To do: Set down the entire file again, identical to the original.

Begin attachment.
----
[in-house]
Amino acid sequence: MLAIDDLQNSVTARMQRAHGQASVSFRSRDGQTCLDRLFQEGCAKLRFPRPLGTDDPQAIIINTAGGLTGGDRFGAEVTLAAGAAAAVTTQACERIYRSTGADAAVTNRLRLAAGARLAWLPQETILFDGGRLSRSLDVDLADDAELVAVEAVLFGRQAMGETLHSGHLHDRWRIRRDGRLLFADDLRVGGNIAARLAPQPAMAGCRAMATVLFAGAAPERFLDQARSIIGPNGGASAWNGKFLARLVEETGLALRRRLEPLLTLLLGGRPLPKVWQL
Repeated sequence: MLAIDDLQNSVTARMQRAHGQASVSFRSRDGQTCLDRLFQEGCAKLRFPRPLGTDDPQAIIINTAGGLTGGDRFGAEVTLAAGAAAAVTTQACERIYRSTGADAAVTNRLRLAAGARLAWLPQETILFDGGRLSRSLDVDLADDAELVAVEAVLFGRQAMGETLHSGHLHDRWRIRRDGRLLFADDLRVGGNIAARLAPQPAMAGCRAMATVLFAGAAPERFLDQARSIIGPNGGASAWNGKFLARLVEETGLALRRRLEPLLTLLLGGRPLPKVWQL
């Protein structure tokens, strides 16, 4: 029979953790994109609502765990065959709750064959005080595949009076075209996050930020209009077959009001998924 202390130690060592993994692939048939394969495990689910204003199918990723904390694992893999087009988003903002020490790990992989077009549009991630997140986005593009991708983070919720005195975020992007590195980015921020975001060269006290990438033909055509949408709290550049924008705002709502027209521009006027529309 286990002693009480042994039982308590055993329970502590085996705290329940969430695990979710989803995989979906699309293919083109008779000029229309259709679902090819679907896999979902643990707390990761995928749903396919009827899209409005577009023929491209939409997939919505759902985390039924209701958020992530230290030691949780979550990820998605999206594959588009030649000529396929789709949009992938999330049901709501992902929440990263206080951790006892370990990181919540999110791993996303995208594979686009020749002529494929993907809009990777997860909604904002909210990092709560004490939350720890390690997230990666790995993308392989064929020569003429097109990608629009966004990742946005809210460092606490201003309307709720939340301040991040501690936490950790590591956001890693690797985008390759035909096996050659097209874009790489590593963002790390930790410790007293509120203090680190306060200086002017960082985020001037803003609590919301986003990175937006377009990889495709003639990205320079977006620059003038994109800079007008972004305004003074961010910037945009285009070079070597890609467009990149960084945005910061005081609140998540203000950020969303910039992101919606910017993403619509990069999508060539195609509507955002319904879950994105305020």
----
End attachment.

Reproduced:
[in-house]
Amino acid sequence: MLAIDDLQNSVTARMQRAHGQASVSFRSRDGQTCLDRLFQEGCAKLRFPRPLGTDDPQAIIINTAGGLTGGDRFGAEVTLAAGAAAAVTTQACERIYRSTGADAAVTNRLRLAAGARLAWLPQETILFDGGRLSRSLDVDLADDAELVAVEAVLFGRQAMGETLHSGHLHDRWRIRRDGRLLFADDLRVGGNIAARLAPQPAMAGCRAMATVLFAGAAPERFLDQARSIIGPNGGASAWNGKFLARLVEETGLALRRRLEPLLTLLLGGRPLPKVWQL
Repeated sequence: MLAIDDLQNSVTARMQRAHGQASVSFRSRDGQTCLDRLFQEGCAKLRFPRPLGTDDPQAIIINTAGGLTGGDRFGAEVTLAAGAAAAVTTQACERIYRSTGADAAVTNRLRLAAGARLAWLPQETILFDGGRLSRSLDVDLADDAELVAVEAVLFGRQAMGETLHSGHLHDRWRIRRDGRLLFADDLRVGGNIAARLAPQPAMAGCRAMATVLFAGAAPERFLDQARSIIGPNGGASAWNGKFLARLVEETGLALRRRLEPLLTLLLGGRPLPKVWQL
């Protein structure tokens, strides 16, 4: 029979953790994109609502765990065959709750064959005080595949009076075209996050930020209009077959009001998924 202390130690060592993994692939048939394969495990689910204003199918990723904390694992893999087009988003903002020490790990992989077009549009991630997140986005593009991708983070919720005195975020992007590195980015921020975001060269006290990438033909055509949408709290550049924008705002709502027209521009006027529309 286990002693009480042994039982308590055993329970502590085996705290329940969430695990979710989803995989979906699309293919083109008779000029229309259709679902090819679907896999979902643990707390990761995928749903396919009827899209409005577009023929491209939409997939919505759902985390039924209701958020992530230290030691949780979550990820998605999206594959588009030649000529396929789709949009992938999330049901709501992902929440990263206080951790006892370990990181919540999110791993996303995208594979686009020749002529494929993907809009990777997860909604904002909210990092709560004490939350720890390690997230990666790995993308392989064929020569003429097109990608629009966004990742946005809210460092606490201003309307709720939340301040991040501690936490950790590591956001890693690797985008390759035909096996050659097209874009790489590593963002790390930790410790007293509120203090680190306060200086002017960082985020001037803003609590919301986003990175937006377009990889495709003639990205320079977006620059003038994109800079007008972004305004003074961010910037945009285009070079070597890609467009990149960084945005910061005081609140998540203000950020969303910039992101919606910017993403619509990069999508060539195609509507955002319904879950994105305020």